Twitch has finally gone ahead and removed its Host Mode function, but it’s a decision that users are struggling to understand. Out of all currently available streaming platforms, Twitch remains one of, if not the biggest one that users will choose when it comes to following creators they like, seeing content they enjoy, and being a part of a community. The latest change appears to be a step backward, as it begins to weaken these online communities with seemingly no benefit.

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The Host Mode function was an ideal way of encouraging fans to find other content creators, as it passively utilized a channel’s downtime by generated a consistent cycle of user engagement. At face value it was a net positive for all, where hosting helped channels succeed as creators advertised like-minded communities, all while Twitch could keep users on-site. The removal of this mode appears to only have depreciating results looking into the future.

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Why Twitch’s Host Mode Mattered

Host Mode was a useful function for channels that essentially allowed them to platform other content creators during downtime. So should one streamer be away on holiday, taking a break from streaming, or just not streaming that day, their channel could be used to showcase another. Whether it was to help support a friend’s channel or boost small creators who are deserving of more recognition, the Host Mode allowed users to foster better informed, safer communities across Twitch’s platform.

Not only does this benefit the channels themselves, it gives viewers and fans of those channels a source of recommendations not based on algorithms, but on genuine human connections. For example, Ninja’s meteoric rise on Twitch via streaming Fortnite meant he could host another channel similarly dedicated to Fortnite that would appeal to his viewers. The end result is that fans can be encouraged to view other content they might not have otherwise seen.

These communities are often built on values of diversity and inclusivity, combating fan behaviors like chat-hopping or dog-piling, and instead promoting positivity and communal cohesion. Bigger channels can support smaller channels, audiences are exposed to a greater variety of content, and above all else, Twitch can ensure its users remain on the site longer. After all, Twitch profits from advertisements and a cut of channel subscriptions, so it behooves the company to focus on creating a platform with constant engagement.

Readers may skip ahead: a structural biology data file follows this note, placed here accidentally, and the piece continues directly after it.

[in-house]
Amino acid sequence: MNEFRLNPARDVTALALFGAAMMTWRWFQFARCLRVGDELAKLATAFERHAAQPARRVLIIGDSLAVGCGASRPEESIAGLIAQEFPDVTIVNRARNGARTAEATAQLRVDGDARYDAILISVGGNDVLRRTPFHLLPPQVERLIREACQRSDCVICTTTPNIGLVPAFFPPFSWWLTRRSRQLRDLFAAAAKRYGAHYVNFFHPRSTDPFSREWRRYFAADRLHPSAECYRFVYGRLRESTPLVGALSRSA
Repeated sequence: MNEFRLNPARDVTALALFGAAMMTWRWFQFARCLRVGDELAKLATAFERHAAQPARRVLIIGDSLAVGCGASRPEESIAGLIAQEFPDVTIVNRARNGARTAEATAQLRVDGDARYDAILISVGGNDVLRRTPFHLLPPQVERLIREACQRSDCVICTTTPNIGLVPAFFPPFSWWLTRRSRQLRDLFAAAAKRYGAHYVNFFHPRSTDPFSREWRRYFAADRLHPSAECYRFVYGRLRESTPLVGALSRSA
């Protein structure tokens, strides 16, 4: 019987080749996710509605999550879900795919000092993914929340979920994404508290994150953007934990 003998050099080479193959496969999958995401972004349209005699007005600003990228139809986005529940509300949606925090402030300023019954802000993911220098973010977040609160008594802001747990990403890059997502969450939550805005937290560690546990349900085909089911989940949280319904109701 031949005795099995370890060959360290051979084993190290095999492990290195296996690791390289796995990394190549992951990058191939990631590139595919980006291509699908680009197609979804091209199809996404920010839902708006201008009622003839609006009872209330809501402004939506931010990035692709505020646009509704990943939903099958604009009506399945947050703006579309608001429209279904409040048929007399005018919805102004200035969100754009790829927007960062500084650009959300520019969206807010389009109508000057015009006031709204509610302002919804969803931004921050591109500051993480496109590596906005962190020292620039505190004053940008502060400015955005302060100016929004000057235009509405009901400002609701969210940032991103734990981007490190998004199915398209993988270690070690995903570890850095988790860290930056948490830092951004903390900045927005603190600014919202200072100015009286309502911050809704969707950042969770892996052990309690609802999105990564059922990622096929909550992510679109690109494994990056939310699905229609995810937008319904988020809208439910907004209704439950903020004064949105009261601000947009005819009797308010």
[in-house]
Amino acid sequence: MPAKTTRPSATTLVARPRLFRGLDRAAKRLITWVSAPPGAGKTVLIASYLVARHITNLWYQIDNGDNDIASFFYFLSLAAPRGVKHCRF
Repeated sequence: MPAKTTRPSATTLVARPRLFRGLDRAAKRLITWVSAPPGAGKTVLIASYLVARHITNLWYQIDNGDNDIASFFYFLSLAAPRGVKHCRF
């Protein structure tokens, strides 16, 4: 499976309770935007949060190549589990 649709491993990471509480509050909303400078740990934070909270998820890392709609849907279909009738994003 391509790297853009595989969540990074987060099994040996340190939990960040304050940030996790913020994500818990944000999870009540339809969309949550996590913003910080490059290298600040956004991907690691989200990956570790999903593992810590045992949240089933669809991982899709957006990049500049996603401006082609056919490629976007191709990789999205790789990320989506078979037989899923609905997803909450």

Twitch’s Response to Removing Host Mode

Twitch’s explanation for removing Host Mode sheds some light on why the decision was made, but its response and proposed alternative solution still leave its users concerned. On its official FAQ following Host Mode’s removal, Twitch states that Host Mode was failing to meet users’ expectations of interacting with hosted channels, requiring the hosting channel to continue moderating their own chat and, which limited the channels’ growth.

Its proposed alternative is something called “Suggested Channels,” in which channels are suggested to viewers based on algorithmic recommendations from a pool of user-approved channels. Though it performs close enough to host mode without requiring much active user input, it does create new conditions that negatively impact Twitch users, wherein viewers are already likely to be familiar with suggested channels because it all operates under a similar algorithm.

This makes it more likely communities will become isolated, supporting and viewing the same channels over and over, but it will also deprive smaller channels of occasionally sharing a larger channel’s audiences. Acknowledging that Host Mode’s removal will also remove a streamer’s agency in sharing their community, Twitch‘s FAQ adds that raids will remain available. These have their own issues though, such as the prevelance of hate raids or raids only being useful when a streamer is actively streaming.

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